Wednesday, April 23, 2008

We're off to see the Wizard

Ok, we already went to see the wizard. Several months ago I piled the entire family into Old Blue and made the trek across the frozen tundra of East-Central Illinois to the Virginia Theater in Champaign. We were surprising the kids with a trip to see The Wizard Of Oz on the big screen.

Or so we thought. We were there on the wrong day.

The kids didn't care so much. They've seen it a hundred times or so. They enjoyed McDonald's playland as usual. But I was disappointed. Movies are meant to be seen on the big screen with other people in the audience while eating popcorn flavored with a light yellow grease that vaguely resembles butter.

I did not enjoy the McDonald's playland.

Lucky for me six months later The Virginia was again showing the classic movie. We piled everyone into Old Blue one more time and this time arrived on the correct day, even at the correct time.

The Virginia is a brilliant old theatre. VirginiaIn need of some restoration work, it is largely serviceable and comfortable. It still has the old chairs (without cupholders!). The art-deco trimmings are all there and wonderful, and once the place is restored I'm sure they'll be glorious.

The movie opened to general applause. I was immediately struck by the crispness of the print. I've only ever seen the videotape / tv version (we haven't purchased the new restored DVD yet) and this was much sharper and clearer.

There was more applause when the film switches to color in Munchkindland. It really was a bit breathtaking on the big screen when Dorothy opens the door and the Technicolor (tm) comes flooding in.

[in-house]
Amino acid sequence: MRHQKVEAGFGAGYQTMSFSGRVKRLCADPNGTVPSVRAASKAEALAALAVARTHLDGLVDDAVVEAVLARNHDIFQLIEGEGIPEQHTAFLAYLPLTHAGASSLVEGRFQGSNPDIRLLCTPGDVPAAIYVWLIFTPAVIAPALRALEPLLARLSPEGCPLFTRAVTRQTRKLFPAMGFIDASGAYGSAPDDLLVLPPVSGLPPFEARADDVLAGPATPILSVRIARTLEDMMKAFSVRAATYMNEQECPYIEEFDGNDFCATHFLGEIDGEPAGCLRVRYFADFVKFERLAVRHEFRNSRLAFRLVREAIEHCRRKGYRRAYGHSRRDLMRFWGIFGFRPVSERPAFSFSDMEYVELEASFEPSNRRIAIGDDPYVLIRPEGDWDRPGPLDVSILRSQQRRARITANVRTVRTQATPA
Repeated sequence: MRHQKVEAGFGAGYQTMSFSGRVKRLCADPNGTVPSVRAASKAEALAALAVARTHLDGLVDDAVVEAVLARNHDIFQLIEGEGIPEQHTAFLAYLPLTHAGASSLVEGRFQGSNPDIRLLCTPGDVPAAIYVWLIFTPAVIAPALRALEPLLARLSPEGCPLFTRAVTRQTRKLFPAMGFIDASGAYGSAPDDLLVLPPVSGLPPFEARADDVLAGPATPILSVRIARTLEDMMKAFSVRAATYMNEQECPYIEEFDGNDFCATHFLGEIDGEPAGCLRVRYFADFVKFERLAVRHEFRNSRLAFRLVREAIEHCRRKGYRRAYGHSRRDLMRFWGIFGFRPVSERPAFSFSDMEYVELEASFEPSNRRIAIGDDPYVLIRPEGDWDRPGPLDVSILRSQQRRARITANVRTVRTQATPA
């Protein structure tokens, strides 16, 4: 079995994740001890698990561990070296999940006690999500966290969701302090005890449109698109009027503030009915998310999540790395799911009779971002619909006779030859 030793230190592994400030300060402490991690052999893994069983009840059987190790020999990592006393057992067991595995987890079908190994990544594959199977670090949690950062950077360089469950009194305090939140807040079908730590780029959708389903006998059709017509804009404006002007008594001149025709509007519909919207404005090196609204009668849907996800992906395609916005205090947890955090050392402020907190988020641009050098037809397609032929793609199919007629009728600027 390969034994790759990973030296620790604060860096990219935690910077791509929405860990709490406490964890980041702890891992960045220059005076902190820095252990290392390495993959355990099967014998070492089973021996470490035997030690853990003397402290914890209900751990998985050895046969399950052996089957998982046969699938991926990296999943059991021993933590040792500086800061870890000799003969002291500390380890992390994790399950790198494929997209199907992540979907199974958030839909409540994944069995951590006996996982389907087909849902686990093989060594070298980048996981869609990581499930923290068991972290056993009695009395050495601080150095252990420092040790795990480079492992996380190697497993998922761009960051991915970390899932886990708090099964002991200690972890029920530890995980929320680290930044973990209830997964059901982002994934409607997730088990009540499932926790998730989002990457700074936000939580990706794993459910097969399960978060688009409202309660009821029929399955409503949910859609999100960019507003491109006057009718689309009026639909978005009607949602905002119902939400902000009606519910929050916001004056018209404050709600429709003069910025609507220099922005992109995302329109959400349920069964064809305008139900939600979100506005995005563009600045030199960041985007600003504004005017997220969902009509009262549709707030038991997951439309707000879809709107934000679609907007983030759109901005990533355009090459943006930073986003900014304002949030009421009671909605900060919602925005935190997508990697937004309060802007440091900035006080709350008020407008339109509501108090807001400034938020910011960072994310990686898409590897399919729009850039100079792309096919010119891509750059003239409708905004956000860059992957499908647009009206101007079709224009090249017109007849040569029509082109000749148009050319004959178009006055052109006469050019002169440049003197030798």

The added clarity of the print allowed me to see several things I've never noticed before. In the version I've seen, the scarecrow's face looks to be a uniform brown, even in closeups. On the big screen it's clear that the makeup is somehow made to look like burlap in patches across the face. It's a really striking effect.

In the scene where they meet the Tin Man for the first time, you can clearly see the exotic birds around the set, On the tv screen they are blurry lumps at best, which led to other rumors about what they might have been

When the lion sings his "King of the Forest" song, you can clearly see the fishing line being used to swish his tail around.

When the Tin Man comes out of the 'cleaning' seen (scrub scrub here, scrub scrub there...) he is not merely clean but gleaming. It's clear they even lightened the makeup for those scenes immediately after.

The wicked which is not only a delightfully mottled green, but she has a lovely wart on her chin which we can see the hairs poking out of. That was my favorite thing, I think, those hairs sticking straight out. It showed to me an attention to detail that has likely rarely been noticed.

Almost needless to say, the kids loved the movie. The fine staff at the Virginia kept things interesting during the half-hour wait for the show to start by giving away a slew of prizes that were kid - friendly. They sat rapt for most of the movie (one bathroom break, I think) even though they've seen it multiple times each. Number Four Son, who is destined for the entertainment business in some form, sat rapt through the entire thing. I'm not sure he moved until the Wicked Witch finally bought it, when everyone in the theatre applauded.

It was just a great family time, well worth the $5.00 each and the gas to Champaign. If you get a chance to see something in the Virginia, don't pass it up. My next goal is to see something when they unroll the full 50ft of their Cinemascope screen, one of the few downstate.

080510_lawrence-of-arabia Lawrence of Arabia, anyone?
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